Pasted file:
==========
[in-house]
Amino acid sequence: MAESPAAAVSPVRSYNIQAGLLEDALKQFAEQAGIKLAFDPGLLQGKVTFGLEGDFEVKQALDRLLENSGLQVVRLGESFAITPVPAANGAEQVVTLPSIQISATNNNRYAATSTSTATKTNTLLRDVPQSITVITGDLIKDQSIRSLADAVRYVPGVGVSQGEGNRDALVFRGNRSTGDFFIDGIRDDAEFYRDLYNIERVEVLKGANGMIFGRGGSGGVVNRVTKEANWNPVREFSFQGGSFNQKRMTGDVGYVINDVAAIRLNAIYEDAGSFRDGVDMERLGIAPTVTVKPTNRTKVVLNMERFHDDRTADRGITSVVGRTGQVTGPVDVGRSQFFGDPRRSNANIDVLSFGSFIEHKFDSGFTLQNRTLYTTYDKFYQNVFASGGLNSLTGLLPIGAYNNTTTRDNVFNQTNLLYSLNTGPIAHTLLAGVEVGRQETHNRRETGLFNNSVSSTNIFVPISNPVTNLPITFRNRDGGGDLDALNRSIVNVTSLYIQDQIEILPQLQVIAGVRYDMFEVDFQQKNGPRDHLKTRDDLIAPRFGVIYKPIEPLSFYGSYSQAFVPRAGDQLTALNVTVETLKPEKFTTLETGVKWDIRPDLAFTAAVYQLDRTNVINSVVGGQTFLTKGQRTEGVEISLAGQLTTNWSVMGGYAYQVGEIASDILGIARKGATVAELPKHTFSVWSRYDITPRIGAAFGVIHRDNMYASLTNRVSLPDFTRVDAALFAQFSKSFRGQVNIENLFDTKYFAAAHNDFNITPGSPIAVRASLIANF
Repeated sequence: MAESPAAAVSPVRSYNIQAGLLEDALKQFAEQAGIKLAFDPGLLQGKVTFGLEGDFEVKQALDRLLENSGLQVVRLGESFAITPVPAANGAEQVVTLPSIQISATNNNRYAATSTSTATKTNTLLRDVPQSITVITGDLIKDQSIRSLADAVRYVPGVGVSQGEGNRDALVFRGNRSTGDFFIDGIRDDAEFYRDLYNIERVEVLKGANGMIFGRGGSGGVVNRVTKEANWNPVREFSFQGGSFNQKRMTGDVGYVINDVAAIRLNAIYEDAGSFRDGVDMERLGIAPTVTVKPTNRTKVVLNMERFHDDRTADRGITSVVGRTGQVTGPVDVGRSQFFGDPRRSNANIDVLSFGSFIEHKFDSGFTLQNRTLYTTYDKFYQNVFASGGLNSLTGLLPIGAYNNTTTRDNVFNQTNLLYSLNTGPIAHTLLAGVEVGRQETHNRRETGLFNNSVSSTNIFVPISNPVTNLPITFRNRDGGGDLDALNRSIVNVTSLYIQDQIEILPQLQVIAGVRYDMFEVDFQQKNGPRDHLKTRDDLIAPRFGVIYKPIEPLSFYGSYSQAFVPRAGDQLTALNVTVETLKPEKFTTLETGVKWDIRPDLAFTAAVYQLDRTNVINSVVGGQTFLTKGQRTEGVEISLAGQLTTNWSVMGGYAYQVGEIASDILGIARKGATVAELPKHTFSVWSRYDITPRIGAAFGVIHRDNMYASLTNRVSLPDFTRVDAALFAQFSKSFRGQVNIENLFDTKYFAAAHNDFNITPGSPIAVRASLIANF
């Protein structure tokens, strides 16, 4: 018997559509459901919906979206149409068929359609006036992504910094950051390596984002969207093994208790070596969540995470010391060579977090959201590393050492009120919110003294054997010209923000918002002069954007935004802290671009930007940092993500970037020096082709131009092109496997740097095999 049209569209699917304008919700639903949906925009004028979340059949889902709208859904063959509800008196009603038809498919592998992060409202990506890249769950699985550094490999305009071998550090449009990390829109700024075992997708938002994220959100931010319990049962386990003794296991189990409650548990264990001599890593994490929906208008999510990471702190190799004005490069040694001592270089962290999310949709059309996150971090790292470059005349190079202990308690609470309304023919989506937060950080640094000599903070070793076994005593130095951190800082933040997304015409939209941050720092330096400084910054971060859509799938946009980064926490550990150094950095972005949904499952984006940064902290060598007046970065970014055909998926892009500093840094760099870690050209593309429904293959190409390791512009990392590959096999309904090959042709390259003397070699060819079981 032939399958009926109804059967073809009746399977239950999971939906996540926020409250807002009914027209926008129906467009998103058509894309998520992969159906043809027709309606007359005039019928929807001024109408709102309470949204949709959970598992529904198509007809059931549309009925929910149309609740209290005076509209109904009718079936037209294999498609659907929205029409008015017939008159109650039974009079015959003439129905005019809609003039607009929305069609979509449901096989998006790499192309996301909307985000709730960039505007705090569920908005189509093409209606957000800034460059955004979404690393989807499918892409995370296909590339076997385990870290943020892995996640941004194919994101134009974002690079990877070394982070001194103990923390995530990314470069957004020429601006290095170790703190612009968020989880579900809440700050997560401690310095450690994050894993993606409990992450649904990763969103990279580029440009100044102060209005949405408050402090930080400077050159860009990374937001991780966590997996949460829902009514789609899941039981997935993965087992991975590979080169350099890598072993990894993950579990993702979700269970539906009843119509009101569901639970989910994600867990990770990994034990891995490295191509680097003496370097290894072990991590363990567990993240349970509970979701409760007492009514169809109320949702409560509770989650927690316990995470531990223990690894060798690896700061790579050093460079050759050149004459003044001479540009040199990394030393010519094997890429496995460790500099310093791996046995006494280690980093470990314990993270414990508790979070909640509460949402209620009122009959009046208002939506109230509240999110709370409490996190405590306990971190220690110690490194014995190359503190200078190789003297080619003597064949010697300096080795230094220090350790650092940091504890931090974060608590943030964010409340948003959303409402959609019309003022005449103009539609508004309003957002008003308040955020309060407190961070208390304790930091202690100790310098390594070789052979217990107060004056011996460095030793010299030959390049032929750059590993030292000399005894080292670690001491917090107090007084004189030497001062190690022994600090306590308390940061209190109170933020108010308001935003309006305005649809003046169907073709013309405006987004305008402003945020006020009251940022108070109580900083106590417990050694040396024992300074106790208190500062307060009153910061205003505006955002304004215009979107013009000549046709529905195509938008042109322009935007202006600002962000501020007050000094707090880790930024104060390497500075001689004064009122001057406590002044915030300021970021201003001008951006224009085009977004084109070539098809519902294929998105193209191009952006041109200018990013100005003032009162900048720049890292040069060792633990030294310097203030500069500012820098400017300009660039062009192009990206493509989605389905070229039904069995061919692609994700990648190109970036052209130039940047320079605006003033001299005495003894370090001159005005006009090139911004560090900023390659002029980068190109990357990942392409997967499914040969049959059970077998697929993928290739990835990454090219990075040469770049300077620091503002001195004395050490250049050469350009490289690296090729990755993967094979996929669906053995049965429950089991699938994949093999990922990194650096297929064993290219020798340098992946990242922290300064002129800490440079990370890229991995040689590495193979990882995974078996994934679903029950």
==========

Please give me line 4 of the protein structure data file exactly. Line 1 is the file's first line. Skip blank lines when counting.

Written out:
């Protein structure tokens, strides 16, 4: 018997559509459901919906979206149409068929359609006036992504910094950051390596984002969207093994208790070596969540995470010391060579977090959201590393050492009120919110003294054997010209923000918002002069954007935004802290671009930007940092993500970037020096082709131009092109496997740097095999 049209569209699917304008919700639903949906925009004028979340059949889902709208859904063959509800008196009603038809498919592998992060409202990506890249769950699985550094490999305009071998550090449009990390829109700024075992997708938002994220959100931010319990049962386990003794296991189990409650548990264990001599890593994490929906208008999510990471702190190799004005490069040694001592270089962290999310949709059309996150971090790292470059005349190079202990308690609470309304023919989506937060950080640094000599903070070793076994005593130095951190800082933040997304015409939209941050720092330096400084910054971060859509799938946009980064926490550990150094950095972005949904499952984006940064902290060598007046970065970014055909998926892009500093840094760099870690050209593309429904293959190409390791512009990392590959096999309904090959042709390259003397070699060819079981 032939399958009926109804059967073809009746399977239950999971939906996540926020409250807002009914027209926008129906467009998103058509894309998520992969159906043809027709309606007359005039019928929807001024109408709102309470949204949709959970598992529904198509007809059931549309009925929910149309609740209290005076509209109904009718079936037209294999498609659907929205029409008015017939008159109650039974009079015959003439129905005019809609003039607009929305069609979509449901096989998006790499192309996301909307985000709730960039505007705090569920908005189509093409209606957000800034460059955004979404690393989807499918892409995370296909590339076997385990870290943020892995996640941004194919994101134009974002690079990877070394982070001194103990923390995530990314470069957004020429601006290095170790703190612009968020989880579900809440700050997560401690310095450690994050894993993606409990992450649904990763969103990279580029440009100044102060209005949405408050402090930080400077050159860009990374937001991780966590997996949460829902009514789609899941039981997935993965087992991975590979080169350099890598072993990894993950579990993702979700269970539906009843119509009101569901639970989910994600867990990770990994034990891995490295191509680097003496370097290894072990991590363990567990993240349970509970979701409760007492009514169809109320949702409560509770989650927690316990995470531990223990690894060798690896700061790579050093460079050759050149004459003044001479540009040199990394030393010519094997890429496995460790500099310093791996046995006494280690980093470990314990993270414990508790979070909640509460949402209620009122009959009046208002939506109230509240999110709370409490996190405590306990971190220690110690490194014995190359503190200078190789003297080619003597064949010697300096080795230094220090350790650092940091504890931090974060608590943030964010409340948003959303409402959609019309003022005449103009539609508004309003957002008003308040955020309060407190961070208390304790930091202690100790310098390594070789052979217990107060004056011996460095030793010299030959390049032929750059590993030292000399005894080292670690001491917090107090007084004189030497001062190690022994600090306590308390940061209190109170933020108010308001935003309006305005649809003046169907073709013309405006987004305008402003945020006020009251940022108070109580900083106590417990050694040396024992300074106790208190500062307060009153910061205003505006955002304004215009979107013009000549046709529905195509938008042109322009935007202006600002962000501020007050000094707090880790930024104060390497500075001689004064009122001057406590002044915030300021970021201003001008951006224009085009977004084109070539098809519902294929998105193209191009952006041109200018990013100005003032009162900048720049890292040069060792633990030294310097203030500069500012820098400017300009660039062009192009990206493509989605389905070229039904069995061919692609994700990648190109970036052209130039940047320079605006003033001299005495003894370090001159005005006009090139911004560090900023390659002029980068190109990357990942392409997967499914040969049959059970077998697929993928290739990835990454090219990075040469770049300077620091503002001195004395050490250049050469350009490289690296090729990755993967094979996929669906053995049965429950089991699938994949093999990922990194650096297929064993290219020798340098992946990242922290300064002129800490440079990370890229991995040689590495193979990882995974078996994934679903029950």